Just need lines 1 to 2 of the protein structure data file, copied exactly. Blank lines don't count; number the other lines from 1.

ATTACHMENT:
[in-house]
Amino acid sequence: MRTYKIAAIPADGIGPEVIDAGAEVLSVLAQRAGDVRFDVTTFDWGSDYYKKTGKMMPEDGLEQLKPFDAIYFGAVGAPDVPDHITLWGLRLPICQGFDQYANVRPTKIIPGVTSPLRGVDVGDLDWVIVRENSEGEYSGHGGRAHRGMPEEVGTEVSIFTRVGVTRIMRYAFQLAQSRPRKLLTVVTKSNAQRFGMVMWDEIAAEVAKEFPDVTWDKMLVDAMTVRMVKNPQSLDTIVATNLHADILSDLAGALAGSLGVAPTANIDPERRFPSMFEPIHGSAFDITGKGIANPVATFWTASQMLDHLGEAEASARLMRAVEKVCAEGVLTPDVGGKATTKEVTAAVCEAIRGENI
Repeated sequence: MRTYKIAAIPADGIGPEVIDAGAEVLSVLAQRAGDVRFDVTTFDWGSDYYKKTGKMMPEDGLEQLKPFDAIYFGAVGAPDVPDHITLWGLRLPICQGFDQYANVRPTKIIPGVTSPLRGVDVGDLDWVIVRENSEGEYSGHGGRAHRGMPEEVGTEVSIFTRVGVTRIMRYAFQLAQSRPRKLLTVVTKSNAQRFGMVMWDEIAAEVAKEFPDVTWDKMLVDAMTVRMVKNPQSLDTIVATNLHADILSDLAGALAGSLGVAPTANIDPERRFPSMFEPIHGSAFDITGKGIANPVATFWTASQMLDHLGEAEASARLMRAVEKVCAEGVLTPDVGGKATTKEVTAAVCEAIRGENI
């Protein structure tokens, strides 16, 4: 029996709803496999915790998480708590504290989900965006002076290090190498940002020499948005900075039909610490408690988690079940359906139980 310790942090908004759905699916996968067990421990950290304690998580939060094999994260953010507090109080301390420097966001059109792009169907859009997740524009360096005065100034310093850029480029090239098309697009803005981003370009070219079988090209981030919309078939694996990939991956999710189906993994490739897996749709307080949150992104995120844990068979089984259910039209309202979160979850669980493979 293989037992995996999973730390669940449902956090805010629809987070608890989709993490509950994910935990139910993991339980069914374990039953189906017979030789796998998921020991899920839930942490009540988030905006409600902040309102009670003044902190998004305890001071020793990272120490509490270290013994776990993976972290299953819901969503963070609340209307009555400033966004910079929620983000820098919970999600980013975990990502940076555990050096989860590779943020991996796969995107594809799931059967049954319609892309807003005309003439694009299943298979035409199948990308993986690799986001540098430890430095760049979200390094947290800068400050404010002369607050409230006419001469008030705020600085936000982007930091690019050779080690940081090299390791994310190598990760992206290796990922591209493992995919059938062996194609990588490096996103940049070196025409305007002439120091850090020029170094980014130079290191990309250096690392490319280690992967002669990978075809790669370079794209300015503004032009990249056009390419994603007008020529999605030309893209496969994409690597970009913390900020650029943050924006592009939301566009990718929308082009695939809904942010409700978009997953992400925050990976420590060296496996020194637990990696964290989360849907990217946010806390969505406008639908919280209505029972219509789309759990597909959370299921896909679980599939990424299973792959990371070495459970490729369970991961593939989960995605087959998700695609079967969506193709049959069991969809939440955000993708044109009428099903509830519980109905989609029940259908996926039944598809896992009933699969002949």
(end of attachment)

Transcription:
[in-house]
Amino acid sequence: MRTYKIAAIPADGIGPEVIDAGAEVLSVLAQRAGDVRFDVTTFDWGSDYYKKTGKMMPEDGLEQLKPFDAIYFGAVGAPDVPDHITLWGLRLPICQGFDQYANVRPTKIIPGVTSPLRGVDVGDLDWVIVRENSEGEYSGHGGRAHRGMPEEVGTEVSIFTRVGVTRIMRYAFQLAQSRPRKLLTVVTKSNAQRFGMVMWDEIAAEVAKEFPDVTWDKMLVDAMTVRMVKNPQSLDTIVATNLHADILSDLAGALAGSLGVAPTANIDPERRFPSMFEPIHGSAFDITGKGIANPVATFWTASQMLDHLGEAEASARLMRAVEKVCAEGVLTPDVGGKATTKEVTAAVCEAIRGENI